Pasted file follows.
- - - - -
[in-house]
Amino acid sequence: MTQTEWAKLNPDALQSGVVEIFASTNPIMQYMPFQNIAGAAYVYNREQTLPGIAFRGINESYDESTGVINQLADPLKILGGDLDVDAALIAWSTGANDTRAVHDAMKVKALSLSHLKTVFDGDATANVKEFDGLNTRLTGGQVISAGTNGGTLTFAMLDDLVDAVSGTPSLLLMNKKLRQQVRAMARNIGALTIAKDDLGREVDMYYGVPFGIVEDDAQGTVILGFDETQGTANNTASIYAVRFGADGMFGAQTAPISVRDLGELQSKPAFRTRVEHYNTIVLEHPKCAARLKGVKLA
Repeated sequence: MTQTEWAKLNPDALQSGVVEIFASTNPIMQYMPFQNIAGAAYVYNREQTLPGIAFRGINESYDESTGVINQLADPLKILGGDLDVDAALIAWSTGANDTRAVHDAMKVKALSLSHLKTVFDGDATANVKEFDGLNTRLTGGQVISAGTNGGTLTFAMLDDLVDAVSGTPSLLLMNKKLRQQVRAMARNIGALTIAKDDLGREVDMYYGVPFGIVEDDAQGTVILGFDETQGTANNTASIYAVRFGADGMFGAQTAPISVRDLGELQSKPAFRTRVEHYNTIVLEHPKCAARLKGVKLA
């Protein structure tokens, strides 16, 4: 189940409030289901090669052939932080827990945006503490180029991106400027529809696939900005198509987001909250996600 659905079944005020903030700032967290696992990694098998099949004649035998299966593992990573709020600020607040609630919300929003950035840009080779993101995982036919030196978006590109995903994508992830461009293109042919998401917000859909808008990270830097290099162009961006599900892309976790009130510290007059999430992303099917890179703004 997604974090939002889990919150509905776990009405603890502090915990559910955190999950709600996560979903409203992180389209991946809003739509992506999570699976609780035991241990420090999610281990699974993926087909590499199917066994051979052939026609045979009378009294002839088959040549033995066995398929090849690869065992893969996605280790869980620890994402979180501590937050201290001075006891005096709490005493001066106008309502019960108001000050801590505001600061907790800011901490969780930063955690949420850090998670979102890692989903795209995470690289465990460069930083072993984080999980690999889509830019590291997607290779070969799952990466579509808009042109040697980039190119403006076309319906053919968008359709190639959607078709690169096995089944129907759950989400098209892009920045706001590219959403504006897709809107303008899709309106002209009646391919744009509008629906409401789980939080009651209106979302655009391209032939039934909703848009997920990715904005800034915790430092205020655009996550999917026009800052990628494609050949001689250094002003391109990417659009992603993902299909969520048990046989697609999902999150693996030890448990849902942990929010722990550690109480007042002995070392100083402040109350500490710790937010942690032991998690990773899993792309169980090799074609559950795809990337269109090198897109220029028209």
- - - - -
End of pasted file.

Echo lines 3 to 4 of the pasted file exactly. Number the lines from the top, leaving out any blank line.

Repeated sequence: MTQTEWAKLNPDALQSGVVEIFASTNPIMQYMPFQNIAGAAYVYNREQTLPGIAFRGINESYDESTGVINQLADPLKILGGDLDVDAALIAWSTGANDTRAVHDAMKVKALSLSHLKTVFDGDATANVKEFDGLNTRLTGGQVISAGTNGGTLTFAMLDDLVDAVSGTPSLLLMNKKLRQQVRAMARNIGALTIAKDDLGREVDMYYGVPFGIVEDDAQGTVILGFDETQGTANNTASIYAVRFGADGMFGAQTAPISVRDLGELQSKPAFRTRVEHYNTIVLEHPKCAARLKGVKLA
């Protein structure tokens, strides 16, 4: 189940409030289901090669052939932080827990945006503490180029991106400027529809696939900005198509987001909250996600 659905079944005020903030700032967290696992990694098998099949004649035998299966593992990573709020600020607040609630919300929003950035840009080779993101995982036919030196978006590109995903994508992830461009293109042919998401917000859909808008990270830097290099162009961006599900892309976790009130510290007059999430992303099917890179703004 997604974090939002889990919150509905776990009405603890502090915990559910955190999950709600996560979903409203992180389209991946809003739509992506999570699976609780035991241990420090999610281990699974993926087909590499199917066994051979052939026609045979009378009294002839088959040549033995066995398929090849690869065992893969996605280790869980620890994402979180501590937050201290001075006891005096709490005493001066106008309502019960108001000050801590505001600061907790800011901490969780930063955690949420850090998670979102890692989903795209995470690289465990460069930083072993984080999980690999889509830019590291997607290779070969799952990466579509808009042109040697980039190119403006076309319906053919968008359709190639959607078709690169096995089944129907759950989400098209892009920045706001590219959403504006897709809107303008899709309106002209009646391919744009509008629906409401789980939080009651209106979302655009391209032939039934909703848009997920990715904005800034915790430092205020655009996550999917026009800052990628494609050949001689250094002003391109990417659009992603993902299909969520048990046989697609999902999150693996030890448990849902942990929010722990550690109480007042002995070392100083402040109350500490710790937010942690032991998690990773899993792309169980090799074609559950795809990337269109090198897109220029028209």